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Thomas Hardy (Томас Харди)


A Private Man on Public Men


When my contemporaries were driving
Their coach through Life with strain and striving,
And raking riches into heaps,
And ably pleading in the Courts
With smart rejoinders and retorts,
Or where the Senate nightly keeps
Its vigils, till their fames were fanned
By rumour’s tongue throughout the land,
I lived in quiet, screened, unknown,
Pondering upon some stick or stone,
Or news of some rare book or bird
Latterly bought, or seen, or heard,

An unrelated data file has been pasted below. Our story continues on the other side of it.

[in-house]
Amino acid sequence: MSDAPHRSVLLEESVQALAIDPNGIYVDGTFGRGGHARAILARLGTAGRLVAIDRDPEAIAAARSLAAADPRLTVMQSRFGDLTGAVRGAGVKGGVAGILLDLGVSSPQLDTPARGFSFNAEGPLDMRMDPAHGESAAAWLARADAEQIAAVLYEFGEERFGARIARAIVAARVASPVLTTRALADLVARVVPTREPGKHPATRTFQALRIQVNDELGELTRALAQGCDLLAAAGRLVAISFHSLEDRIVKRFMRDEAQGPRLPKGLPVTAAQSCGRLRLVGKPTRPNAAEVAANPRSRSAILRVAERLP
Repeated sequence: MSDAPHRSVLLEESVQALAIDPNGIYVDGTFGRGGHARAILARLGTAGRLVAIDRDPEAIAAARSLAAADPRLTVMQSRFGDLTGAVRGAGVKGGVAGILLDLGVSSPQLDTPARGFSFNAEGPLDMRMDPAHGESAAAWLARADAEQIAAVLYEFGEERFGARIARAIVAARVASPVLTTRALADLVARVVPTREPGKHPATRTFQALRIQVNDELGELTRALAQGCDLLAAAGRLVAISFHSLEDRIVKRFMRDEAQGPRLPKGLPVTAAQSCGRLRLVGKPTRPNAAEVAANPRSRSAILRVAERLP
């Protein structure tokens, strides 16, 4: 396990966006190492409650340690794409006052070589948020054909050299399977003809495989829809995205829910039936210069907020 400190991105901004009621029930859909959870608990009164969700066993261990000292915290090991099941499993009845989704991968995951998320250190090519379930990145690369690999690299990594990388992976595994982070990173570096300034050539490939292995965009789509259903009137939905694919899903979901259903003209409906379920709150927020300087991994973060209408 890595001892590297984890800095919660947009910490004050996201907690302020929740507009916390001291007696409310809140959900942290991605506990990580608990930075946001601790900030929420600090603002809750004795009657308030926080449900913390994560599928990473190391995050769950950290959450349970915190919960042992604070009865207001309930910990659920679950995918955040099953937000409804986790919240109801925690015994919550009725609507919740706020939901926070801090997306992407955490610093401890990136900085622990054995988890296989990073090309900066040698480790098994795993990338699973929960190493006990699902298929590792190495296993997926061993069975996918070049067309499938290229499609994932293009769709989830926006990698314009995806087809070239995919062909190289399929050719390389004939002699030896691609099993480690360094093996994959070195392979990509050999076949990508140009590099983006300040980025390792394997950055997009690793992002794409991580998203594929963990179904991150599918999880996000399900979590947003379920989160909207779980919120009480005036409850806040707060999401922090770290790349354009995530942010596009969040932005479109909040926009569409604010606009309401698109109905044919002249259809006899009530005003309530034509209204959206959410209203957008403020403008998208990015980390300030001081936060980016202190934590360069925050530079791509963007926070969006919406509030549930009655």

Not wishing ever to set eyes on
The surging crowd beyond the horizon,
Tasting years of moderate gladness
Mellowed by sundry days of sadness,
Shut from the noise of the world without,
Hearing but dimly its rush and rout,
Unenvying those amid its roar,
Little endowed, not wanting more.



Thomas Hardy's other poems:
  1. Her Apotheosis
  2. «Sacred to the Memory»
  3. To a Well-Named Dwelling
  4. O I Won’t Lead a Homely Life
  5. I Was the Midmost


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